The last few weeks have been fairly historic ones for the Hollywood Bowl, for better and worse. In late September, Tom Petty and the Heartbreakers played an acclaimed 40th anniversary three-night run at the venue. The shows turned out, sadly, to be Petty's last.
But on Thursday night, Depeche Mode notched a new entry into the venue's record books. The electro-rock trio played the first of four largely sold-out nights at the Bowl (that's around 70,000 tickets). It's the longest consecutive stand for an act in the venue's history.
And it's no coincidence that Depeche Mode was the band to do it. L.A. gets a well-deserved reputation as a Morrissey town. If the Smiths ever got back together — a perpetual long-shot — that band could probably beat this record.
But after Thursday's heavy, romantic and career-spanning set, it's fair to say that for right now, L.A. is Depeche Mode City.
The English trio has always held L.A. in special regard. The band played its landmark "Concert For the Masses" at the Rose Bowl in 1988 (a documentary on that show screened at the site this year).
In April, Depeche Mode played a last-minute set at the tiny Masonic Lodge at Hollywood Forever Cemetery. The band's must-see concerts always seem to happen here, and Thursday's (with a haunting, career-highlight opening set from local quartet Warpaint) was no exception.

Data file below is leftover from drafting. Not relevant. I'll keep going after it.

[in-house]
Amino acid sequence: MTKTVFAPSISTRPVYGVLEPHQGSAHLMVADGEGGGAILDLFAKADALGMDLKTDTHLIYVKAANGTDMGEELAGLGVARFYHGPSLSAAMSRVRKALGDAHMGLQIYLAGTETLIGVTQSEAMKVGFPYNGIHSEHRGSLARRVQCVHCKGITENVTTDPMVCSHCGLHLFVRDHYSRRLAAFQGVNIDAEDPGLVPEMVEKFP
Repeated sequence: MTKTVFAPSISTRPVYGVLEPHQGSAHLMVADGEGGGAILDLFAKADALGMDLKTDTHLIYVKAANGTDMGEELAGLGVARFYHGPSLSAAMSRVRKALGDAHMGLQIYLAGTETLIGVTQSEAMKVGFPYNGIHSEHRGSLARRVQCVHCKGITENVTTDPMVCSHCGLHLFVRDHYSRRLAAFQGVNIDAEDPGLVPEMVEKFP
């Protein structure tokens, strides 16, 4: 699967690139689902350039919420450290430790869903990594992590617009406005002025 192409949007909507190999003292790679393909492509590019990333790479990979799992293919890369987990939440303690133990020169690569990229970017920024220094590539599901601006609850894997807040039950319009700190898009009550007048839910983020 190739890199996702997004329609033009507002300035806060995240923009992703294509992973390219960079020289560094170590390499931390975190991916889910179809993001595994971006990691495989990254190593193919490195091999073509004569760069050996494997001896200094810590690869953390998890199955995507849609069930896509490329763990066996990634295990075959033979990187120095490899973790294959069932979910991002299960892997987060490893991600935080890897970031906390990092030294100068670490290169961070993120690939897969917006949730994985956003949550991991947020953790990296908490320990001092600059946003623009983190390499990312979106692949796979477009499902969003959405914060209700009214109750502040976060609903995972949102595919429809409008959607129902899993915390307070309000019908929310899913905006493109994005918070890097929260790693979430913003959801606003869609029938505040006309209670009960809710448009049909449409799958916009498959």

At the Bowl, the canonical Depeche Mode hits — "Enjoy the Silence," "Everything Counts" — felt especially at home. L.A. has always been a city where loneliness and desperate longing run headlong into an impersonal grid of freeways and skyscrapers.
The city is kind of Depeche Mode-ish at its core, and the blend of writer-guitarist Martin Gore's heartsick leads and the group's disciplined techno throb is some of the best L.A. driving music there is.
Singer Dave Gahan, at 55 and still lithe in his shirtless vest, shellacked-on pants and heavy eyeliner combo, remains one of the great frontmen of his era. His stern baritone is Depeche Mode's backbone. His decades of touring have hardened it into kind of an S&M weapon used to his audience's delight.
And, rare for such an established act like this, the brand-new material landed as hard as those ageless hits.
From the acidic churn of "Going Backwards," to the krautrock clang of "So Much Love" and the cosmic mist of "Cover Me," the selections from the band's latest album "Spirit" were some of the night's most inventive and affecting.
The echoes of David Bowie on "Cover Me," from the spaceman-themed visuals to Gahan's skyward moans, were intentionally allusive. Depeche Mode covered Bowie's "Heroes" in its encore, and while everyone has been in a rush to tackle Bowie, Prince and Petty as they left Earth, few bands know Bowie in its bones like Depeche Mode.
That's because Depeche Mode has a ballad side that's just as crucial. Gore's earnest moments at the microphone are always fan favorites. "Question of Lust" is one of the softest, sweetest tunes in its catalog, yet still elicited spontaneous chants of "Martin ... Gore!" from the Bowl faithful. That emotional bloodletting is probably what packs four nights here. L.A. loves a crooner. Always has and always will.
But then, by the time the band wrapped with a bluesy, swaggering take on the timeless single "Personal Jesus," it was whipping the crowd back into obedience. And they've all got three more nights to come back for more.
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Where: Hollywood Bowl, 2301 N. Highland Ave., L.A.
When: 7:30 p.m. Saturday, Monday and Wednesday
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